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Glorious hiking on Ben Cruachan and Stob Diamh

Written by Fiona

February 28 2016

Scotland doesn’t have the best of reputations for good weather, so when it comes, especially in winter, I feel vey lucky if I make the most of it. This weekend I rejoiced in the bluebird conditions as I walked two Munros in the west Highlands.

I have had the Ben Cruachan and Stob Diamh circuit on my Munro bagging radar for a couple of years. I’d heard about the stunning scenery and the glorious ridge-top path.

I had even set out from home to hike these Munros once before but ended up climbing nearby Ben Lui instead due to worries about the weather. Several other times I have had hopes of a day of hiking ruined by poor conditions.

Then, while researching an article for our local community magazine, I spotted a planned February outing by Milngavie Mountaineering Club (MMC) to walk Ben Cruachan.

So, I kept a note of the date and closer to the day I checked and rechecked the weather forecast. The conditions looked too good to be true for a winter Saturday in Scotland but, for once, we did enjoy a full day of blue skies, sunshine and only the whisper of a breeze.

Noelle climbs the dam ladder as we climbed towards the slopes of Ben Cruachan.

Noelle ascends the dam ladder as we climbed towards the slopes of Ben Cruachan.


The fabulous ridge between Ben Cruachan and Stob Diamh.

14 highlights of a double Munro walk in winter sunshine

1 I was delighted by the warm welcome offered by the eight members of MMC. I find it nerve-wracking meeting new groups of people but I really enjoyed their company, chat and laughter.

2 I also enjoyed their lunches! Being a bit of a diddy, I left my carefully prepared picnic in Fern the Van and was forced to own up to my new friends when my stomach began to rumble. I was very grateful to various MCC members for a hot cross bun,  two (posh) snack bars, a delicious pork pie and more chocolate bars than I could eat.

3 I was also grateful to Steve for lending me a spare dry sock. I was a bit clumsy at a burn crossing early in the walk and ended up knee-deep in freezing cold water. My bid to defrost my numb foot by hiking fast uphill failed. Thankfully Steve happily shared his spare socks and a plastic bag (to stop the wet boot making my sock wet again).


4 The thick blanket of snow that covered the mountains above about 450m was wonderfully consolidated this weekend. I had read the avalanche forecast and had a few doubts in my mind about hiking steep slopes. Fortunately, our route avoided the slopes in the danger zones and the snow stayed solid and easy to traverse in crampons.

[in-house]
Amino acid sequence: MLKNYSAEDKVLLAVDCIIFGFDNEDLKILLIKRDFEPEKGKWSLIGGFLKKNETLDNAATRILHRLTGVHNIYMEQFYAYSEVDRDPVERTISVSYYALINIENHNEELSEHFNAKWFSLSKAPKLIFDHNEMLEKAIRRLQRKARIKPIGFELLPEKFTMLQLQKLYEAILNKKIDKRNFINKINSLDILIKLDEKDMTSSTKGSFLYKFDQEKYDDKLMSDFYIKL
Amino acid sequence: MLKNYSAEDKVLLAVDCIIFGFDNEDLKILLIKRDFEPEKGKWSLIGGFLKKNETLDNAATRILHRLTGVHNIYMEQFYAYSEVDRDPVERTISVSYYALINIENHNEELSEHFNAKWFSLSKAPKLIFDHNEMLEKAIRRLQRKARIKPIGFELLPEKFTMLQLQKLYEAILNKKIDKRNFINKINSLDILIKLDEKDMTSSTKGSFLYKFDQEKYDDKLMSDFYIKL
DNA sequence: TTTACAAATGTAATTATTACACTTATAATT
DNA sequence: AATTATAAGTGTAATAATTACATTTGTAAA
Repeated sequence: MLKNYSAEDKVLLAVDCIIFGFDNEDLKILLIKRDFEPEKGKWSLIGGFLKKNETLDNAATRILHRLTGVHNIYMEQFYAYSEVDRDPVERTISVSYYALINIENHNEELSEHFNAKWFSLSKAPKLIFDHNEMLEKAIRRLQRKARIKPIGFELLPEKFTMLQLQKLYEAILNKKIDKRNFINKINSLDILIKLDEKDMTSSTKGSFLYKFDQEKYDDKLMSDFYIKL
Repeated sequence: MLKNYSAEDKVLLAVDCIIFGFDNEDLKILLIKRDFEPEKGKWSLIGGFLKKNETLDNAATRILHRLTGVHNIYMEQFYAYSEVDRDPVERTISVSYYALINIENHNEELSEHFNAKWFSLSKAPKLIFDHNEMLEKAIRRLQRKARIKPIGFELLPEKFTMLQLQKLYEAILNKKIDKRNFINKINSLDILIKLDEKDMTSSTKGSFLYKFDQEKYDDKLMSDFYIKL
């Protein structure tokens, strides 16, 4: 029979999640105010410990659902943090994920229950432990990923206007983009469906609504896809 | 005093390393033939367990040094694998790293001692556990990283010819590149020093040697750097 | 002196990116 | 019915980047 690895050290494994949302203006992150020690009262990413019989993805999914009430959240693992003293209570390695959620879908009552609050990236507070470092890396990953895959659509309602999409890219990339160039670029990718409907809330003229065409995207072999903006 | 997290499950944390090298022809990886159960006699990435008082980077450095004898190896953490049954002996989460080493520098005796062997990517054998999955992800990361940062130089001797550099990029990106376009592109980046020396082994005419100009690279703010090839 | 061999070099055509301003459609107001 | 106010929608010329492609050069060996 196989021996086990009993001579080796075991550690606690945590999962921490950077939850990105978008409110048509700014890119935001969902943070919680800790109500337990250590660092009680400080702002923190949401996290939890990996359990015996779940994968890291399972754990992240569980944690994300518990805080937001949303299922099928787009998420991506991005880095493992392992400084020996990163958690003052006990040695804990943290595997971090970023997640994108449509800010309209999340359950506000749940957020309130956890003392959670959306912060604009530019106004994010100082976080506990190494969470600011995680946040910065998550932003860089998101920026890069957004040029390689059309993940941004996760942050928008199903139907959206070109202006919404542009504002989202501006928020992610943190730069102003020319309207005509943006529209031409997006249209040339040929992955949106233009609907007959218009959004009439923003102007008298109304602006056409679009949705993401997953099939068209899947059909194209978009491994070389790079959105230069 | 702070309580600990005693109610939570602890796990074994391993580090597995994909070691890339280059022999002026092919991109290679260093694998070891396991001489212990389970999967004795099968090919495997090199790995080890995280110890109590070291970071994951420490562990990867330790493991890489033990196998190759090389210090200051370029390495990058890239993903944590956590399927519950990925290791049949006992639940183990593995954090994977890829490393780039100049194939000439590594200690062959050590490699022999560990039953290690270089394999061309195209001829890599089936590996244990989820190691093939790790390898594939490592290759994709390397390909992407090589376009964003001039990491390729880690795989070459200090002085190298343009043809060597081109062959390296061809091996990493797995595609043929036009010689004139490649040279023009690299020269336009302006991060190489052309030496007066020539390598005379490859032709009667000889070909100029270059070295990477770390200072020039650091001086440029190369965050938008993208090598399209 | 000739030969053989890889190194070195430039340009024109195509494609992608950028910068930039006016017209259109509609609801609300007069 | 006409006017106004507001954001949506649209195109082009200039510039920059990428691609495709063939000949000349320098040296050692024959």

5 It was good to feel the grip of my crampons and know that if I slipped I had the ability to arrest my fall with my ice axe. These are vital tools for walking in snowy mountains and knowing that I was a fairly experienced winter hiker was a confidence booster.

drop down

6 The MCC group had no aspirations of breaking the speed record for the Ben Cruachan circuit. I had been worried that I might not be fit enough (I’ve not walked a Munro for a while) but the pace was easy-going and allowed for lots of chat and stops.

7 The views were some of the best I’ve experienced during a Munros walk. I knew, from previous hikes in this area, that the views would be a delight but with snow, sunshine and blue skies the vistas were truly breath-taking.

A summit needs a decent "man leg" pose!

A summit needs a decent “man leg” pose!

8 I introduced a few people to the concept of “man leg”. This always makes me giggle!

Some of the group learn to man leg.

Steve, Dave, Rob and Noelle learn to man leg.

9 It was a joy to hear how happy everyone was as they hiked. The sunshine had brought out lots of walkers and everyone (except one strange man) seemed as delighted as I was to be out in Scotland’s mountains.

(The strange man was encountered on the summit of Ben Cruachan. He was moaning about the hike up and said: “I’ve walked lots of Munros because a friend has made me and I think they are boring.” I guess we are all entitled to our opinion but this seems quite extreme!)

10 Two wind free Munros summits felt like a wonderful blessing. A large group of various walking people and couples were able to sit happily on the top of Cruachan to enjoy a lunch stop with spectacular views.

Rob ascends the slopes of Cruachan.

Rob ascends the slopes of Cruachan.

11 Although a big day out with lots of ascent and descent, the Munros circuit was well within my capabilities. I felt fit enough and able enough. It is a ridge walk and I had been told I might suffer some vertigo (I am not keen on heights and edges) but I felt fine. Today my legs are tired but not exhausted.

12 A day of walking allows for lots of chat and discussion. I enjoyed getting to know my new hiking friends over many hours of fabulous hiking.

Noelle on Ben Cruachan summit.

Noelle on Ben Cruachan summit.

13 These Munros take me to 199 summits bagged. I am thrilled. I never imagined I would be close to a tally of 200 Munros.





14 I feel very lucky indeed to have walked Ben Cruachan and Stob Diamh in such glorious weather. Calm and sunny conditions might be rare in a Scottish winter but when they come I rejoice.


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